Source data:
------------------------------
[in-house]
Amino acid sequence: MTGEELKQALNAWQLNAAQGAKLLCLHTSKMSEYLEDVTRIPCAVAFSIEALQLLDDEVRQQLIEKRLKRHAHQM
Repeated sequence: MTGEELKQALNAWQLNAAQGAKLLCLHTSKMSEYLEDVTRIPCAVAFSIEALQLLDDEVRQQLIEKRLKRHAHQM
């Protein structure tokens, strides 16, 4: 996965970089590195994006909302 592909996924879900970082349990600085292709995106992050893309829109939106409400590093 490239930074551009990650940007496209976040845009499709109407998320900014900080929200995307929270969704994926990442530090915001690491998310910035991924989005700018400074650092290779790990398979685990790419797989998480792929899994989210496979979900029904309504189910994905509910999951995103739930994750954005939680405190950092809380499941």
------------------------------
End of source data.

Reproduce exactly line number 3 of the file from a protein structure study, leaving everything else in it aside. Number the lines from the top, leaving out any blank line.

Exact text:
Repeated sequence: MTGEELKQALNAWQLNAAQGAKLLCLHTSKMSEYLEDVTRIPCAVAFSIEALQLLDDEVRQQLIEKRLKRHAHQM